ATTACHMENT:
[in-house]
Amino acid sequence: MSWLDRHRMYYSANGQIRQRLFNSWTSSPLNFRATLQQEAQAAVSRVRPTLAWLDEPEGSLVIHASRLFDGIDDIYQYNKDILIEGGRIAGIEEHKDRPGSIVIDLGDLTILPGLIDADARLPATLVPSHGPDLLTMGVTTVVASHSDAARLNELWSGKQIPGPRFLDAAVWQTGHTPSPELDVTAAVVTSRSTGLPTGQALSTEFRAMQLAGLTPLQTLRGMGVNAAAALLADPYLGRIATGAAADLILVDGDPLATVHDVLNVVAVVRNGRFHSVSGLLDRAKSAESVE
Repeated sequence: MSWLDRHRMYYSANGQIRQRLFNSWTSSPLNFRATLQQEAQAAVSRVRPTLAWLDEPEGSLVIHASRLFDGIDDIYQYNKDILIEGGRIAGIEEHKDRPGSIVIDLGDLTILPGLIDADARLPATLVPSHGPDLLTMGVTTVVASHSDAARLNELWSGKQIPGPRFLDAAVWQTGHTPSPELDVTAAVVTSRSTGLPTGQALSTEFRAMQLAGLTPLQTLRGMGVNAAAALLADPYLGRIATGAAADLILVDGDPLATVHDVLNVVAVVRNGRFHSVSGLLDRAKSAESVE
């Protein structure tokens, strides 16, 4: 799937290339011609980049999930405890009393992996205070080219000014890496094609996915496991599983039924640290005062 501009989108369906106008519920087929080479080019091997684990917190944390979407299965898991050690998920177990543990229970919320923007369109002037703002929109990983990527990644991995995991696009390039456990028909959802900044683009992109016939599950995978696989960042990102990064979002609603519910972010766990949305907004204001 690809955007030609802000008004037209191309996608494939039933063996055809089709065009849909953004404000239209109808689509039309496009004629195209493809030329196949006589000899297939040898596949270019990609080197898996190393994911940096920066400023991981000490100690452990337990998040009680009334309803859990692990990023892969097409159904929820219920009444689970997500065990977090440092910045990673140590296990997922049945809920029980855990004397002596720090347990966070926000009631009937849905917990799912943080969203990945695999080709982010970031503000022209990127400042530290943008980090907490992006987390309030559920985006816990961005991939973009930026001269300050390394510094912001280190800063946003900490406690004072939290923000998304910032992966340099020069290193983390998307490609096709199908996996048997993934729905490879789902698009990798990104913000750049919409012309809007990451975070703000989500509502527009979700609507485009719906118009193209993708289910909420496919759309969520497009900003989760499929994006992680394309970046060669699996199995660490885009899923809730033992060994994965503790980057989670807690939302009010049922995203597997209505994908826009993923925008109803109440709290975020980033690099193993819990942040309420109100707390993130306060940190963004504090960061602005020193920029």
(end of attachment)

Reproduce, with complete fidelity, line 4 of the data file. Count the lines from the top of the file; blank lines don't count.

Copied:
């Protein structure tokens, strides 16, 4: 799937290339011609980049999930405890009393992996205070080219000014890496094609996915496991599983039924640290005062 501009989108369906106008519920087929080479080019091997684990917190944390979407299965898991050690998920177990543990229970919320923007369109002037703002929109990983990527990644991995995991696009390039456990028909959802900044683009992109016939599950995978696989960042990102990064979002609603519910972010766990949305907004204001 690809955007030609802000008004037209191309996608494939039933063996055809089709065009849909953004404000239209109808689509039309496009004629195209493809030329196949006589000899297939040898596949270019990609080197898996190393994911940096920066400023991981000490100690452990337990998040009680009334309803859990692990990023892969097409159904929820219920009444689970997500065990977090440092910045990673140590296990997922049945809920029980855990004397002596720090347990966070926000009631009937849905917990799912943080969203990945695999080709982010970031503000022209990127400042530290943008980090907490992006987390309030559920985006816990961005991939973009930026001269300050390394510094912001280190800063946003900490406690004072939290923000998304910032992966340099020069290193983390998307490609096709199908996996048997993934729905490879789902698009990798990104913000750049919409012309809007990451975070703000989500509502527009979700609507485009719906118009193209993708289910909420496919759309969520497009900003989760499929994006992680394309970046060669699996199995660490885009899923809730033992060994994965503790980057989670807690939302009010049922995203597997209505994908826009993923925008109803109440709290975020980033690099193993819990942040309420109100707390993130306060940190963004504090960061602005020193920029």